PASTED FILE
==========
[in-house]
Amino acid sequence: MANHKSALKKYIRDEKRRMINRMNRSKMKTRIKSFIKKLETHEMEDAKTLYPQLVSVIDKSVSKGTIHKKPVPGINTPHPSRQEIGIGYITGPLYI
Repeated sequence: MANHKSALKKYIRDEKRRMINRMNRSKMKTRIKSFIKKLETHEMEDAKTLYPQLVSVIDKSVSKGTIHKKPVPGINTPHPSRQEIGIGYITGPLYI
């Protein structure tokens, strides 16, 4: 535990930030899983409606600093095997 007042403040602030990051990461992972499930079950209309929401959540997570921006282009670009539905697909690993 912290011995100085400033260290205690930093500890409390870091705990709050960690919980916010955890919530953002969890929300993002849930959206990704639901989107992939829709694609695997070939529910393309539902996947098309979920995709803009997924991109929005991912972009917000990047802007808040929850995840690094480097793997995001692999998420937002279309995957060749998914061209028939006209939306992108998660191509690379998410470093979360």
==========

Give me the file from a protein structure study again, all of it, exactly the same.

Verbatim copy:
[in-house]
Amino acid sequence: MANHKSALKKYIRDEKRRMINRMNRSKMKTRIKSFIKKLETHEMEDAKTLYPQLVSVIDKSVSKGTIHKKPVPGINTPHPSRQEIGIGYITGPLYI
Repeated sequence: MANHKSALKKYIRDEKRRMINRMNRSKMKTRIKSFIKKLETHEMEDAKTLYPQLVSVIDKSVSKGTIHKKPVPGINTPHPSRQEIGIGYITGPLYI
């Protein structure tokens, strides 16, 4: 535990930030899983409606600093095997 007042403040602030990051990461992972499930079950209309929401959540997570921006282009670009539905697909690993 912290011995100085400033260290205690930093500890409390870091705990709050960690919980916010955890919530953002969890929300993002849930959206990704639901989107992939829709694609695997070939529910393309539902996947098309979920995709803009997924991109929005991912972009917000990047802007808040929850995840690094480097793997995001692999998420937002279309995957060749998914061209028939006209939306992108998660191509690379998410470093979360």